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Egoism and self-discovery in the Victorian novel studies in the ordeal of knowledge in the nineteenth century. by John Halperin

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Published by B. Franklin in New York .
Written in English

Subjects:

  • English fiction -- 19th century -- History and criticism,
  • Psychological fiction, English -- History and criticism,
  • Self-knowledge in literature,
  • Egoism in literature

Book details:

Edition Notes

Bibliography: p. [277]-291.

StatementIntrod. by Walter Allen.
SeriesStudies in literature and criticism,, 1
Classifications
LC ClassificationsPR871 .H3 1974
The Physical Object
Paginationx, 293 p.
Number of Pages293
ID Numbers
Open LibraryOL5425123M
ISBN 100833754858
LC Control Number73019510

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  This is a marvelous and highly witty example of the Victorian society novel at its best. THE EGOIST has much in common with Jane Austen's PRIDE AND PREJUDICE. Meredith offers extraordinary psychological insights -- especially about the nature of vanity and how unintentionally hilarious (and destructive) people can be when they are indulging in by: 8. Egoism and Self-Discovery in the Victorian Novel: Studies in the Ordeal of Knowledge in the Nineteenth Century. by John Halperin (pp. ) Review by: Peter K. Garrett. The Egoist is one of the strangest novels I have come across, a psychological analysis of a type particularly interesting because men like him often rise to positions of power in politics or commerce. The novel would have been tedious, as well as confusing, if George Meredith had used the egoist as first person narrative. Instead, Meredith takes an oblique approach by viewing the egoist /5. John Halperin, Egoism and Self-Discovery in the Victorian Novel () Barbara Hardy, Forms of Feeling in Victorian Fiction () Barbara Harman and Susan Meyer (ed.), The New Nineteenth Century: Feminist Readings of Underread Victorian Fiction ().

The Egoist, in full The Egoist: A Comedy in Narrative, comic novel by George Meredith, published in three volumes in The novel is one of Meredith’s most popular works and concerns the egoism of Sir Willoughby Patterne, an inane and conceited man who wants to marry someone worthy of him. Constantia Durham, his selected fiancée, humiliates him by eloping with an officer of the hussars. 1. The Aim of This Essay Ethical Egoism, the doctrine that, roughly speaking, one should promote one's own good, has been a live issue since the very beginnings of moral philosophy. Historically, it is the most widely held normative theory, and, next to Utilitarianism, it is the most intensely debated one. What is at stake in this debate is a fundamental question of ethics: 'Is there any 5/5(1). The realistic Victorian novels became popular because it was the first time characters in a novel were similar and connected to the people of the middle class. Newspapers, Press, and Publishing: One very important source of information on the realistic novel’s popularity are the . Much as it pains me to say this, the Sherlock Holmes omnibus edition should be taken off this list. Of the Holmes canon, 4 1/2 books (i.e., over 50%) were published after Queen Victioria's death: The Return of Sherlock Holmes The Valley of Fear His Last Bow The Case-Book of Sherlock Holmes, as well as the final installments of.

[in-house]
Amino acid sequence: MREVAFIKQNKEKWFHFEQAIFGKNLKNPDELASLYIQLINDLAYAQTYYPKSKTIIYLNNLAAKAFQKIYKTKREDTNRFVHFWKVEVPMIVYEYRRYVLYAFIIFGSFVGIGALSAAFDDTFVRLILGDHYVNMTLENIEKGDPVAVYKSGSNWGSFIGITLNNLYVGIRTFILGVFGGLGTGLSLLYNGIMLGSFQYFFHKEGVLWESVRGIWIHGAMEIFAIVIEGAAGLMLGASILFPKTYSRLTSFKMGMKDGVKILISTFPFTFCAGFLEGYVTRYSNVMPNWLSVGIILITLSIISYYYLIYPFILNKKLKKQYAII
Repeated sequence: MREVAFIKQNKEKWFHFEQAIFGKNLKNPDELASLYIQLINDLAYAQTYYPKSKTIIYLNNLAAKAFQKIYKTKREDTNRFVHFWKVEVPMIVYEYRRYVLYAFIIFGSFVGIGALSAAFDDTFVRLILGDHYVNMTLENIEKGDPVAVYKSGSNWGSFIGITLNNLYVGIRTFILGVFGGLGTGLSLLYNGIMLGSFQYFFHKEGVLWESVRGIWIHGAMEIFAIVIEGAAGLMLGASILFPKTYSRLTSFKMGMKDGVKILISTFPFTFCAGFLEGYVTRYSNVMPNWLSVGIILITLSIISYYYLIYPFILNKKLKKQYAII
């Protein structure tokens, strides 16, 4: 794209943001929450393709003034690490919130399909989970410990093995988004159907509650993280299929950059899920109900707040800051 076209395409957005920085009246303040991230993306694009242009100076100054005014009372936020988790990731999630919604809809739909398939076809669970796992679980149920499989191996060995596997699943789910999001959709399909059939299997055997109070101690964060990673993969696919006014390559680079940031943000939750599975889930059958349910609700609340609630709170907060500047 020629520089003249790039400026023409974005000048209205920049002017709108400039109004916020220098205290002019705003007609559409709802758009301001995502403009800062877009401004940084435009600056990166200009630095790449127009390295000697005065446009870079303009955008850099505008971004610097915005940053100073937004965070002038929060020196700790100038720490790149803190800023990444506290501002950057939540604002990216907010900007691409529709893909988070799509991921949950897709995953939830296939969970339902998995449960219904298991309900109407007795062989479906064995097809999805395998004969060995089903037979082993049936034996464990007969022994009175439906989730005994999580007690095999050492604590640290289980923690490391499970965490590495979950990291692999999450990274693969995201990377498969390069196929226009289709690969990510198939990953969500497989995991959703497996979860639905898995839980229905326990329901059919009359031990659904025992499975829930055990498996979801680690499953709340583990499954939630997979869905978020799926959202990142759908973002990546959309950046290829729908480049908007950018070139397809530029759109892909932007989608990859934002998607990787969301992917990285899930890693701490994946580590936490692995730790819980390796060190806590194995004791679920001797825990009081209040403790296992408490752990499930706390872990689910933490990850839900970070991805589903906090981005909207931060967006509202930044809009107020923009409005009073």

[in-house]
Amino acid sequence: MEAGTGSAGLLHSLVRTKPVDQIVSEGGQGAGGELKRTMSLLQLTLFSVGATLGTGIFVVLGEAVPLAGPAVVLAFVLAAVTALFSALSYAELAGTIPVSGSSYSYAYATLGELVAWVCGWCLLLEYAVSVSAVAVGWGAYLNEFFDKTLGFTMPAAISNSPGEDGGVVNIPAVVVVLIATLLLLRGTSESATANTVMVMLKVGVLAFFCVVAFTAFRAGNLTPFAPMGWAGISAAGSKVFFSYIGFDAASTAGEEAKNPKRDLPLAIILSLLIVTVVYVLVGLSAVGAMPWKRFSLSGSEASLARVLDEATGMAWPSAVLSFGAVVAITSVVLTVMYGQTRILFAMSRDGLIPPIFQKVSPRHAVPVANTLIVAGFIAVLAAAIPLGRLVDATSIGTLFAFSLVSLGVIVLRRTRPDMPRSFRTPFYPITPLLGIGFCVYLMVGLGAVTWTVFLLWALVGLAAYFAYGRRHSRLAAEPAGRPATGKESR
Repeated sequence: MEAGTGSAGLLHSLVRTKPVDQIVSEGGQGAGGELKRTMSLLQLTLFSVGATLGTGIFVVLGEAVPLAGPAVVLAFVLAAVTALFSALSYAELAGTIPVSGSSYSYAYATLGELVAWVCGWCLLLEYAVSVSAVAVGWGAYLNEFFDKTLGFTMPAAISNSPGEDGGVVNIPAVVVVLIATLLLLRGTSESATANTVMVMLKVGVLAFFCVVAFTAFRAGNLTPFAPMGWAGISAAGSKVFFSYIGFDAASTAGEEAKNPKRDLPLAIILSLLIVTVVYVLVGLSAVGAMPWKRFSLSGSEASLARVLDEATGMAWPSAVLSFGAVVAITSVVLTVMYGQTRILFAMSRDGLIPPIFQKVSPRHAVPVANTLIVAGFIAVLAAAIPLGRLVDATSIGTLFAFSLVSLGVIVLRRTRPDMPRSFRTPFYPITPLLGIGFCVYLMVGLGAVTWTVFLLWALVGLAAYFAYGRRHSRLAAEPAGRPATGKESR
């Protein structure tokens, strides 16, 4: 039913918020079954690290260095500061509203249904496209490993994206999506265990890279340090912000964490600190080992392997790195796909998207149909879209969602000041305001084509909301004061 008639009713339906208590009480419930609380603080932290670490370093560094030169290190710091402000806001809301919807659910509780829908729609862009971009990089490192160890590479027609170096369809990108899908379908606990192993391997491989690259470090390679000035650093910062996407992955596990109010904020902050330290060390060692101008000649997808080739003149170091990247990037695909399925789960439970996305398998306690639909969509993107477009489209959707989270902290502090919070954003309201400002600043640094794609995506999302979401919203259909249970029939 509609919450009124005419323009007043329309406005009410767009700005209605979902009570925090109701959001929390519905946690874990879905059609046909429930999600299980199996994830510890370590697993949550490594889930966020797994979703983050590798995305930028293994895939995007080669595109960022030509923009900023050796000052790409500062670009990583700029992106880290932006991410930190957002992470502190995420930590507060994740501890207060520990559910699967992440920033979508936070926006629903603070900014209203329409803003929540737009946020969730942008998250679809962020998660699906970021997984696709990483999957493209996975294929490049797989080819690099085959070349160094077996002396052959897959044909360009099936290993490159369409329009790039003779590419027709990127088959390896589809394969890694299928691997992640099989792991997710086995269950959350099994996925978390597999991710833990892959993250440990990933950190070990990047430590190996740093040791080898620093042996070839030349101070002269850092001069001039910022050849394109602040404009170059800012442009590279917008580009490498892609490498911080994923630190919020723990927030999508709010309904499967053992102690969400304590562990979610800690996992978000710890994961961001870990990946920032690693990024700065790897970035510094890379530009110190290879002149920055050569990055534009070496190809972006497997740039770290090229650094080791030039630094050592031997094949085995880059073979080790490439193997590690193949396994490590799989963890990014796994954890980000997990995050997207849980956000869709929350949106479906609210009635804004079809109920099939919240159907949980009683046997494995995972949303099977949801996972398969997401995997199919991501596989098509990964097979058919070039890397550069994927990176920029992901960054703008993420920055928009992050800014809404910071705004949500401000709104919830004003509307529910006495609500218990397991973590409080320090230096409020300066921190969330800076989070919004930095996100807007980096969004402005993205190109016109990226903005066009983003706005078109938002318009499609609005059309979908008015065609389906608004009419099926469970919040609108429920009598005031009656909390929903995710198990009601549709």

Egoism and Self-Discovery in the Victorian Novel: Studies in the Ordeal of Knowledge in the Nineteenth Century by John Halperin; The Historical Novel and Popular Politics in Nineteenth-Century England by Nicholas Rance; The Realist Novel in England: A Study in . The social novel, also known as the social problem (or social protest) novel, is a "work of fiction in which a prevailing social problem, such as gender, race, or class prejudice, is dramatized through its effect on the characters of a novel". More specific examples of social problems that are addressed in such works include poverty, conditions in factories and mines, the plight of child labor. This is a reproduction of a book published before This book may have occasional imperfections such as missing or blurred pages, poor pictures, errant marks, etc. that were either part of the original artifact, or were introduced by the scanning process. We believe this work is culturally important, and despite the imperfections, have elected to bring it back into print as part of our. The novel tells the "tragicomical" story of Sir Willoughby Pattene's single-minded pursuit of a marriageable woman. Sympathy, however, lies with Clara Middleton, one of Pattene's choices, and how this Victorian woman use her strength of will to break off an unwelcome engagement.